The Pigeon in History
Defender 8 Wide Plastic Pigeon Spikes
From £0.96Buy Now
Defender 8 Wide Stainless Steel Pigeon Spikes
From £1.20Buy Now
Defender 12 Extra Wide Stainless Steel Pigeon Spikes
From £1.82Buy Now
Defender Bird Spike Fixing Silicone
By Dr Jean Hansell
No other bird has had such close links with man, nor been useful to him in so many ways. Over the centuries the pigeon has served him as symbol, sacrifice, source of food and, not least, as a messenger, both sacred and secular. It has also played a minor role as bait and decoy in the ancient sport of falconry and was massacred by the hundred in the English pigeon-shooting matches of the 19th century. Today, the gentler pursuits of pigeon fancying and racing both have a large following in many parts of the world.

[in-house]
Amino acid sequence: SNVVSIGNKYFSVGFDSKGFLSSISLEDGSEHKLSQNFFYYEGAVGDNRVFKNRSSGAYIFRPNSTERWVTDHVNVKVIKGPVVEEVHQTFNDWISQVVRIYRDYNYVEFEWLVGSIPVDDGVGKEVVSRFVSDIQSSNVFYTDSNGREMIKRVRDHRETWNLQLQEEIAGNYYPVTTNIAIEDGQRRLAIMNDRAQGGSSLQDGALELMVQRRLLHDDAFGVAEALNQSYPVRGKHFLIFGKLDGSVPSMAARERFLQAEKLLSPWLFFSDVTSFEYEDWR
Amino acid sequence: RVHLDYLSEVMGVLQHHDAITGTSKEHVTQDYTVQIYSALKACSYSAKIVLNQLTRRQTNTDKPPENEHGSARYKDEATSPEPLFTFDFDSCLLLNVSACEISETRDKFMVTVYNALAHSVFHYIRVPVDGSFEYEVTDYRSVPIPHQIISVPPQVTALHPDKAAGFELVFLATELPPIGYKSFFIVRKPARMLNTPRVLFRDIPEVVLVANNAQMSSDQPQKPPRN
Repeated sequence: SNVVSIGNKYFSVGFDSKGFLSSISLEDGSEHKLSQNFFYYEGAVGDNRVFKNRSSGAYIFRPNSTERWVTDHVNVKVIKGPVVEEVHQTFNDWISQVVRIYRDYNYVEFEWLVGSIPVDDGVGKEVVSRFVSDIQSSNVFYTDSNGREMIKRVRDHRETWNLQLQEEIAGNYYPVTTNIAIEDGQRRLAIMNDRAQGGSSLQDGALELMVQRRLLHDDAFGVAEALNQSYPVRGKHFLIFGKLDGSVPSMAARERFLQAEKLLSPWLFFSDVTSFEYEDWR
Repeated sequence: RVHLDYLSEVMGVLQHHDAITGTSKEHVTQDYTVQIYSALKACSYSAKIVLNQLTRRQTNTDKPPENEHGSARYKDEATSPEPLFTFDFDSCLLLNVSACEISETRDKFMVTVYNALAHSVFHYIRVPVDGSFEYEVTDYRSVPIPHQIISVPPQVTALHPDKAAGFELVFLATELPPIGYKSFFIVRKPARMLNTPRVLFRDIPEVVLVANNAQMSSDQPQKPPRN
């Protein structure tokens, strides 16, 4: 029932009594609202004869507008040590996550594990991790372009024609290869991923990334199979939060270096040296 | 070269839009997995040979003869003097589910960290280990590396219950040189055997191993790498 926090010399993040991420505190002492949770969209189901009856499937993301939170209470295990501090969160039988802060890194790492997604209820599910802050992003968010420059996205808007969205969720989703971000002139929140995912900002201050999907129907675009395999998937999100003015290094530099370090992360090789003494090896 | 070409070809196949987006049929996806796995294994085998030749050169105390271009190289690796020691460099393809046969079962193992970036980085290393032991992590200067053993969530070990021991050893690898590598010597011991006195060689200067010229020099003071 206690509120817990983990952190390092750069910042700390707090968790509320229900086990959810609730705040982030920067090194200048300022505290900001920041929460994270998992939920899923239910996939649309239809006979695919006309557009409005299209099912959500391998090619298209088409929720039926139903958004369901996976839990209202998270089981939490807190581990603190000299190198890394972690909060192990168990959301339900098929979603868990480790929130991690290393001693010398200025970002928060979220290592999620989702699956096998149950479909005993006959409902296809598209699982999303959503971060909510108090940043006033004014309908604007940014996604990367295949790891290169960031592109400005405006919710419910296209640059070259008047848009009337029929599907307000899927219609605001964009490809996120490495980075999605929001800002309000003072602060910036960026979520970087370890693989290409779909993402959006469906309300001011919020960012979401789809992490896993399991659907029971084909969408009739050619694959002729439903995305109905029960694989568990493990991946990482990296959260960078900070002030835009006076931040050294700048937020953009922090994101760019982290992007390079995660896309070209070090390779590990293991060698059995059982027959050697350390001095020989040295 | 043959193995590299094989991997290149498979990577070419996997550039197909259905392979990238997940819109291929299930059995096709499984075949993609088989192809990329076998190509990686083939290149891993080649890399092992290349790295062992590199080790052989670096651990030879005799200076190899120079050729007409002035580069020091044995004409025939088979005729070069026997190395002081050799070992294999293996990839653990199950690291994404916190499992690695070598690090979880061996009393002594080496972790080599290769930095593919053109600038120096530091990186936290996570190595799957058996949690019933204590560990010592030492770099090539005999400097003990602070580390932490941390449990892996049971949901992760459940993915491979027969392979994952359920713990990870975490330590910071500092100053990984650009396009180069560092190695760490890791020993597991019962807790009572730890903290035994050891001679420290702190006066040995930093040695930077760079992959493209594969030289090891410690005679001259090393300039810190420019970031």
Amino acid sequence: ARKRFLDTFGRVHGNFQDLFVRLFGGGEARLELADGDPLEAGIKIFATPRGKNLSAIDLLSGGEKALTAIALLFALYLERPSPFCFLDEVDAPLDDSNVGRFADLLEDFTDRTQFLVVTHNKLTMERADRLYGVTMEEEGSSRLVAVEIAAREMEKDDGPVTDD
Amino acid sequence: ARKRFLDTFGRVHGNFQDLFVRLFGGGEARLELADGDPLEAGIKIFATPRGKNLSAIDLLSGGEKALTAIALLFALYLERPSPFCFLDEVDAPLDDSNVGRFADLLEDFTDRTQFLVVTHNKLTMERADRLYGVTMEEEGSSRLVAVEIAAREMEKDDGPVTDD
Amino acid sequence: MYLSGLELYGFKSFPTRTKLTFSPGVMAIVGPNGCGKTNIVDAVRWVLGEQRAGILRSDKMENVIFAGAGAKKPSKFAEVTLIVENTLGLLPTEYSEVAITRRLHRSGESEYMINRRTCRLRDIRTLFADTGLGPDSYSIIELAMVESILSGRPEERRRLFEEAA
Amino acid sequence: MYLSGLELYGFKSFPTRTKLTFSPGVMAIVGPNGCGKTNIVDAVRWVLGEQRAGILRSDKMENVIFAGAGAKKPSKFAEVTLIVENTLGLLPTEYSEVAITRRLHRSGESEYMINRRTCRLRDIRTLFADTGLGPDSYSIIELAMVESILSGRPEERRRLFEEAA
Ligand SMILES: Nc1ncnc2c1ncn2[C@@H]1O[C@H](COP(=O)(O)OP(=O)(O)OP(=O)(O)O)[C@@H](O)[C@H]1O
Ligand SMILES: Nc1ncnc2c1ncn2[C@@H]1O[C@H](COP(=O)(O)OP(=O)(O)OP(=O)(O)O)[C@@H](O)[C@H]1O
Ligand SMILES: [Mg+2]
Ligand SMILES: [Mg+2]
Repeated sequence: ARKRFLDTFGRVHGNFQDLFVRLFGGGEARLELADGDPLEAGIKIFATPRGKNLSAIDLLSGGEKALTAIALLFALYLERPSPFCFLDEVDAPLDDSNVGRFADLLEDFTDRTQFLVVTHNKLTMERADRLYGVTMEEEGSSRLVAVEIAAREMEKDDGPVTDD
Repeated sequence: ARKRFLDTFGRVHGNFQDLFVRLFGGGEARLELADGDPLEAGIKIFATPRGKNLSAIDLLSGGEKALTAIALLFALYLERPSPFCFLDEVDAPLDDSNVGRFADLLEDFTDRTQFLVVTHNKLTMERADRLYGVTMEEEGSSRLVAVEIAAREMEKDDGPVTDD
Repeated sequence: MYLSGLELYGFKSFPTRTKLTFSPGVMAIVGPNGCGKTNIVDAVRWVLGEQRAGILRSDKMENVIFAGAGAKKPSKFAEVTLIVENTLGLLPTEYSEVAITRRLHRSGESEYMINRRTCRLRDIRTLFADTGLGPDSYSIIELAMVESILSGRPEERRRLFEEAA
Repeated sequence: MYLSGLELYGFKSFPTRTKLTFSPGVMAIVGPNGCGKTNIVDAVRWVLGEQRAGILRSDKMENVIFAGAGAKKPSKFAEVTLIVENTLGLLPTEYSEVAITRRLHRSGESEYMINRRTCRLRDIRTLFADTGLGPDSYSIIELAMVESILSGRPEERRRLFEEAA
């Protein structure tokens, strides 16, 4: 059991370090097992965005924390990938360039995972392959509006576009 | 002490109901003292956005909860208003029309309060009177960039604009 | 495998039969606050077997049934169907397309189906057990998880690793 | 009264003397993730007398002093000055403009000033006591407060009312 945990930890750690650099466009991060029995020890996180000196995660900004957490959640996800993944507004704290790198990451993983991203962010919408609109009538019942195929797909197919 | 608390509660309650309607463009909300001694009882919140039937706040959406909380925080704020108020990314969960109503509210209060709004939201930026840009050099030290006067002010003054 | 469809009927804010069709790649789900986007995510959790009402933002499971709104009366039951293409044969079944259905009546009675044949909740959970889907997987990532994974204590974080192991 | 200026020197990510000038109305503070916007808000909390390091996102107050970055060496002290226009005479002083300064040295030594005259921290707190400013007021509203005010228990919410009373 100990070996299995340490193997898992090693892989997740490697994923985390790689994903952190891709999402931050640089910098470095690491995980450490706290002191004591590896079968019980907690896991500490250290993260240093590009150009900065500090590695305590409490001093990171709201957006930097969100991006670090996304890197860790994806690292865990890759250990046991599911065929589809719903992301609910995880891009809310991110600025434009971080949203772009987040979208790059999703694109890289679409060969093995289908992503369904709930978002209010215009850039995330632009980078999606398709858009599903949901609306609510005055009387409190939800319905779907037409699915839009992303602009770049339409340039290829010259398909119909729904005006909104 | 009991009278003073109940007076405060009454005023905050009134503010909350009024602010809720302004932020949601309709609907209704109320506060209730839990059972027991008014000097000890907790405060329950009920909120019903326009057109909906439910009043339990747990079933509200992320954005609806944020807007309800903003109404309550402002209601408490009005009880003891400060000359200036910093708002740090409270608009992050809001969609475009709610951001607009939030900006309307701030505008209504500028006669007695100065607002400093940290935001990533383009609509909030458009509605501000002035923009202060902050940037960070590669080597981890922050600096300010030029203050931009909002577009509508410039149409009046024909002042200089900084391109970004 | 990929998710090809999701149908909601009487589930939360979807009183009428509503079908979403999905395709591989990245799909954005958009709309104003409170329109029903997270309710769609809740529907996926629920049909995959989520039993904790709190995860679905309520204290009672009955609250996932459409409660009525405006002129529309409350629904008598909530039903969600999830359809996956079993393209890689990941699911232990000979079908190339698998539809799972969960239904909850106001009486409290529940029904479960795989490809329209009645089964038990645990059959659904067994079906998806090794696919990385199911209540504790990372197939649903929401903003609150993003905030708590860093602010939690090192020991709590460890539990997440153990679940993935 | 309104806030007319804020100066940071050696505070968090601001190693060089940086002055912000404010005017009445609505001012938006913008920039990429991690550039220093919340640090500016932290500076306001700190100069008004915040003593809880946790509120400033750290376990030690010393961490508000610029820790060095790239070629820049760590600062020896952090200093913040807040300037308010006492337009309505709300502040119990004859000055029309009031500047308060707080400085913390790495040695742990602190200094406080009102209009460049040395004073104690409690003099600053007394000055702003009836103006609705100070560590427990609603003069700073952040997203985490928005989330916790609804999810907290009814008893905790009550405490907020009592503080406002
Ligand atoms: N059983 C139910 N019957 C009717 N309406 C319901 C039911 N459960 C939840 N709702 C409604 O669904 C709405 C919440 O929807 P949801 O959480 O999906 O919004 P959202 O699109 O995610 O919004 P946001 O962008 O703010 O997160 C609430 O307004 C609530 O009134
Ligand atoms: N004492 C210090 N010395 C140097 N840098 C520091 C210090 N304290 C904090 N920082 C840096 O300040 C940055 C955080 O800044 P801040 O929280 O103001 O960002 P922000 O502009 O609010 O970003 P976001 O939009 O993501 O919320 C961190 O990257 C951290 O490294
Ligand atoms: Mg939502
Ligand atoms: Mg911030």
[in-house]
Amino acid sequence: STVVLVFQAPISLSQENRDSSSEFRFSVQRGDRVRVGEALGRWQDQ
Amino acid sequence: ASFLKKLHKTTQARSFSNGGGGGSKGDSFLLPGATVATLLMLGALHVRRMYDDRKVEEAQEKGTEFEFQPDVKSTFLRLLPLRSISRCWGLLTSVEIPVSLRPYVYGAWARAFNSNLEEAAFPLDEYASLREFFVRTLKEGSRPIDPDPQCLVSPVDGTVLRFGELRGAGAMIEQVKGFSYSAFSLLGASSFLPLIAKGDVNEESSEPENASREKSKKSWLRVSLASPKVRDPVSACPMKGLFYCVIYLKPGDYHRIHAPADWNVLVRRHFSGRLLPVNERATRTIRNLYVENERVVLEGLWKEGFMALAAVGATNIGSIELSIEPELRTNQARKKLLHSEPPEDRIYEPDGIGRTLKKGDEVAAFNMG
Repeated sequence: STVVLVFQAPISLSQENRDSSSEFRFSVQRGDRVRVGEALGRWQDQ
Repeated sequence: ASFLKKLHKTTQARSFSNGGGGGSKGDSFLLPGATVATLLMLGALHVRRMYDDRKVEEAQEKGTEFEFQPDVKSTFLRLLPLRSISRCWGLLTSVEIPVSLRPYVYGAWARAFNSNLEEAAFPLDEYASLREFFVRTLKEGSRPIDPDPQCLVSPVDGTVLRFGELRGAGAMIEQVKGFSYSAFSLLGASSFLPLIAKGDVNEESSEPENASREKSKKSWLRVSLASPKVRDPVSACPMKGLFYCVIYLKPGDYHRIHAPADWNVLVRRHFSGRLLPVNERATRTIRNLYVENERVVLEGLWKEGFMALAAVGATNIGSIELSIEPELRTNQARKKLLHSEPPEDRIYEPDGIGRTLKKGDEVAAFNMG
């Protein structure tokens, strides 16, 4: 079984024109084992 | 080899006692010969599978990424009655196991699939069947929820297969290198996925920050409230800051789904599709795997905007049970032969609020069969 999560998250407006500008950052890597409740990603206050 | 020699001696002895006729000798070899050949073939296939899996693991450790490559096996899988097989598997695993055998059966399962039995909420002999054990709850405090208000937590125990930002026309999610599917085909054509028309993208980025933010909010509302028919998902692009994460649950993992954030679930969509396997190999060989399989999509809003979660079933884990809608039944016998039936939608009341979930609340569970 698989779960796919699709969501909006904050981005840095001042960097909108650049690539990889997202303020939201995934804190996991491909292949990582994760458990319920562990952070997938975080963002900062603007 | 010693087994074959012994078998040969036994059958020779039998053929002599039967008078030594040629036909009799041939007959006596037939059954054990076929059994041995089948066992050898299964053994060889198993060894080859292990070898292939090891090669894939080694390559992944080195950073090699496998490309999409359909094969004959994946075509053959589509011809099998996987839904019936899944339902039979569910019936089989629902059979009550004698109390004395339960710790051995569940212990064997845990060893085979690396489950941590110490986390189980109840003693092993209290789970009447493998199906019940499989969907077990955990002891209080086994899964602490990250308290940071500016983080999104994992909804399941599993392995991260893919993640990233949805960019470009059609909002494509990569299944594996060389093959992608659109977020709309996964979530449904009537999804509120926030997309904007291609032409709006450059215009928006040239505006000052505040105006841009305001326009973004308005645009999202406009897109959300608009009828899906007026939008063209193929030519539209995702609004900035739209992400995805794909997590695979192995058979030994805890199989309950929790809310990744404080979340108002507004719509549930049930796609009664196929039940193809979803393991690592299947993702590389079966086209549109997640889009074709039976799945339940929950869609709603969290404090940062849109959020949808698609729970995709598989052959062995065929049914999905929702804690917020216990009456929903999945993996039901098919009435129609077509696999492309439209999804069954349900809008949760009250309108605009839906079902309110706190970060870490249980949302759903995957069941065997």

It cannot be said that the pigeon is a very popular bird nowadays. In the cities of the world, where most of them now live, they are much in the public eye but are generally regarded as a civic nuisance. Today, people are divided into those who love the creatures and those who detest them. Sadly, this current prejudice overlooks many aspects of the bird’s long history and fails to acknowledge the great debt owed to it in the past; it is not just any other bird.The complete story of this remarkable bird has been much obscured by the age-long confusion between the terms ‘pigeon’ and ‘dove’, both of which are still used loosely and are interchangeable today. In general, ‘dove’ is traditionally reserved for use in the aesthetic contexts of religion, literature and art, and ‘pigeon’ for much more mundane matters, such as sport, fancy breeds and culinary use. It is not immediately obvious that both the Old Testament dove of Noah and the New Testament dove of the Holy Spirit are the ancestors of the dovecote birds of the past and today’s multitude of urban pigeons. Nor does there seem to be an obvious resemblance between the white dove of peace and the pigeon in a pie, but all these birds are directly descended from the blue rock pigeon (Columba Livia), which is found in the wild everywhere in the world except at the polar icecaps. The bird makes its natural home in the rocky ledges and niches of coastal and inland cliffs, but it has an inborn affinity with man and a tendency to nest in and around his dwellings to the extent that in the first place it probably domesticated itself and man may have done no more than meet its advances halfway. Accounts of the affinity between man and pigeon have been recorded since earliest times; even today intriguing examples of the bird’s tameness and adaptability to its domestic life are sometimes highlighted. One of the earliest tame pigeons belonged to the Greek poet Anacreon, who lived more than 2000 years ago. In a poem, describing the bird’s flight as a messenger carrying a love-letter to the poet’s lover, we read that, at home, it drank from his cup, ate from his hand, flew around the house and slept on his lyre. A later account comes from the 1st century Jewish philosopher Philo, who noted, on a visit to Ascalon, that the pigeon had become ‘very bold and impudent’ on the domestic scene due to religious protection.